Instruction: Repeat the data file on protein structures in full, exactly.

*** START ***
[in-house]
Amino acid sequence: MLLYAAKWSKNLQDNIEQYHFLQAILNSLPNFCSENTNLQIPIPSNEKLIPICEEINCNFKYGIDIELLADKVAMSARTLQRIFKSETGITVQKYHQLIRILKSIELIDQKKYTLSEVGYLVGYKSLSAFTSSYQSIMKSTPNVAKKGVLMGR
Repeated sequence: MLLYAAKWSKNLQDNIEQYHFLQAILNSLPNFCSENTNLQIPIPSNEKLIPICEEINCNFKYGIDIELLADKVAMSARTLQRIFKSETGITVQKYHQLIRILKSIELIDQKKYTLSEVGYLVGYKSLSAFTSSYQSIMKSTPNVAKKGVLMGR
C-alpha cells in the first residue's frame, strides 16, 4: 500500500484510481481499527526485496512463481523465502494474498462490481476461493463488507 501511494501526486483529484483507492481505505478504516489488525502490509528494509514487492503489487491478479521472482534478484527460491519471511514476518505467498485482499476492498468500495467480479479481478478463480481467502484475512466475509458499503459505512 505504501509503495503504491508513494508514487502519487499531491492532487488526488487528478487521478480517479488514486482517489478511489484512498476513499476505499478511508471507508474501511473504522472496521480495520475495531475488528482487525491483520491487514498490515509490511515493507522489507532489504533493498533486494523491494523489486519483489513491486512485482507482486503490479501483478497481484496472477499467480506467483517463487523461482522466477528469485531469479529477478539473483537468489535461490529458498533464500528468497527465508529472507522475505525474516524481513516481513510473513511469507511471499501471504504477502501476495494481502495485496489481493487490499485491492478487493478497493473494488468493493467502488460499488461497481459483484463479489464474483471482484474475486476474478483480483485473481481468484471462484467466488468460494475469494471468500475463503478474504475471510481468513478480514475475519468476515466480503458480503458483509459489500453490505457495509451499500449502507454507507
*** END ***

[in-house]
Amino acid sequence: MLLYAAKWSKNLQDNIEQYHFLQAILNSLPNFCSENTNLQIPIPSNEKLIPICEEINCNFKYGIDIELLADKVAMSARTLQRIFKSETGITVQKYHQLIRILKSIELIDQKKYTLSEVGYLVGYKSLSAFTSSYQSIMKSTPNVAKKGVLMGR
Repeated sequence: MLLYAAKWSKNLQDNIEQYHFLQAILNSLPNFCSENTNLQIPIPSNEKLIPICEEINCNFKYGIDIELLADKVAMSARTLQRIFKSETGITVQKYHQLIRILKSIELIDQKKYTLSEVGYLVGYKSLSAFTSSYQSIMKSTPNVAKKGVLMGR
C-alpha cells in the first residue's frame, strides 16, 4: 500500500484510481481499527526485496512463481523465502494474498462490481476461493463488507 501511494501526486483529484483507492481505505478504516489488525502490509528494509514487492503489487491478479521472482534478484527460491519471511514476518505467498485482499476492498468500495467480479479481478478463480481467502484475512466475509458499503459505512 505504501509503495503504491508513494508514487502519487499531491492532487488526488487528478487521478480517479488514486482517489478511489484512498476513499476505499478511508471507508474501511473504522472496521480495520475495531475488528482487525491483520491487514498490515509490511515493507522489507532489504533493498533486494523491494523489486519483489513491486512485482507482486503490479501483478497481484496472477499467480506467483517463487523461482522466477528469485531469479529477478539473483537468489535461490529458498533464500528468497527465508529472507522475505525474516524481513516481513510473513511469507511471499501471504504477502501476495494481502495485496489481493487490499485491492478487493478497493473494488468493493467502488460499488461497481459483484463479489464474483471482484474475486476474478483480483485473481481468484471462484467466488468460494475469494471468500475463503478474504475471510481468513478480514475475519468476515466480503458480503458483509459489500453490505457495509451499500449502507454507507